After sticking its toe in the water by launching ads a year and a half ago, Instagram is now jumping in with both feet as it looks to further monetize its footprint. With over 300 million active monthly users, Instagram’s initial limited foray into advertising hasn’t slowed down its popularity with users. Instagram continues to show robust international growth, and according to Pew is the fourth largest social network in the US, sandwiched in between third-place Pinterest and fifth place Twitter.
Similar to Google and Facebook, Instagram is now offering advertisers the ability to layer in additional functionality that enables people to take a direct action within the ad unit. For example, people can sign up to learn more, purchase the product, or download an app. The addition of such CTA functionality has exploded over the last year as advertisers attempt to demonstrate a direct correlation to an ad impression with an actual result, ideally aligned against the brand’s specific KPI’s. Such efforts to help advertisers achieve that “last digital mile” should be applauded. However, advertisers need to ensure they don’t slip into a “last button wins” mode that gives full credit to the action to the last ad impression rather than recognizing the contribution other ad impressions may have made up that point. Comprehensive attribution modeling will be more important than ever.
Instagram is cleverly leveraging the vast amount of data captured across Facebook’s massive app portfolio to enable better targeting against specific demographics and interests as well as information you have about your own customers (e.g., Facebook Audiences). Such rich targeting is immensely appealing to advertisers, particularly when you consider that Facebook now has four major applications on most smartphones (Facebook, Instagram, WhatsApp, Messenger), no small accomplishment given the average consumer has downloaded only 42 apps and uses only eight on a regular basis – in many cases Facebook owns four of those eight apps.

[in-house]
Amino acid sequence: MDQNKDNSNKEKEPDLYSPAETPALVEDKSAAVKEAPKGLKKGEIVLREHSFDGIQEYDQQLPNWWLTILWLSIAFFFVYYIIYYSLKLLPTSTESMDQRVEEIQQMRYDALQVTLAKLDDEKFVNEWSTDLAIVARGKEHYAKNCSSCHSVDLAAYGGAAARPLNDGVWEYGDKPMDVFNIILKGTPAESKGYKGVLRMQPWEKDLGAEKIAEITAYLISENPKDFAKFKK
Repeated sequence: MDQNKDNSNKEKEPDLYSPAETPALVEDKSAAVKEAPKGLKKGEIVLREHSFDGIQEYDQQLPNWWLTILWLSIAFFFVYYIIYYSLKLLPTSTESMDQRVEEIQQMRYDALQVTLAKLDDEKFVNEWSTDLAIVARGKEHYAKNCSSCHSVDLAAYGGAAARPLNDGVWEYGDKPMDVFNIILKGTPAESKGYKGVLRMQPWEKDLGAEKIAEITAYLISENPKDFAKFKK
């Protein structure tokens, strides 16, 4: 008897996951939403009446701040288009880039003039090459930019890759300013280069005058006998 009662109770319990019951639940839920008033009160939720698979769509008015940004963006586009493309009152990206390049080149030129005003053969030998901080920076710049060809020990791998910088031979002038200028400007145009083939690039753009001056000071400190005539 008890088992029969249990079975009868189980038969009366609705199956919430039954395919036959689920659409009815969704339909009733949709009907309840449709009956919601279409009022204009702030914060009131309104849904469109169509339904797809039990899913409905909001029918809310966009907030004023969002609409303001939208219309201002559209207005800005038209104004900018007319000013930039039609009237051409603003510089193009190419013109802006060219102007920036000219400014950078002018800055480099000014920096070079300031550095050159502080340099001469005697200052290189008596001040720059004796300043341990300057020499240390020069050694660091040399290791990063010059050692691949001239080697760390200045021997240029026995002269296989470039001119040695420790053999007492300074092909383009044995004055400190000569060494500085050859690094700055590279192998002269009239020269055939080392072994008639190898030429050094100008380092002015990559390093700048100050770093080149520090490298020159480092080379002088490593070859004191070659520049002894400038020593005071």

Facebook is basically making it simpler to buy, manage, and measure ads on Instagram by making its ads available through an Instagram Ads API and Facebook ad buying interfaces, including Power Editor and Ads Manager. Not revolutionary but a smart practical step in just making it easier to do business with them.
Instagram founder Kevin Systrom has clearly eliminated any doubts over advertising and its potential impact on the Instagram user experience. Meanwhile Facebook continues its unrelenting efforts to own the mobile space, perhaps with a close eye on the developing partnership between Google and Twitter, which could led to an acquisition of the later by the former, which would give both companies a much needed boost in the mobile space. Or perhaps Facebook is looking at growing threats from the East, where the big Chinese players are looking at international expansion; Alibaba have just ploughed $200m into Snapchat, a growing competitor to and long-time acquisition target of Facebook.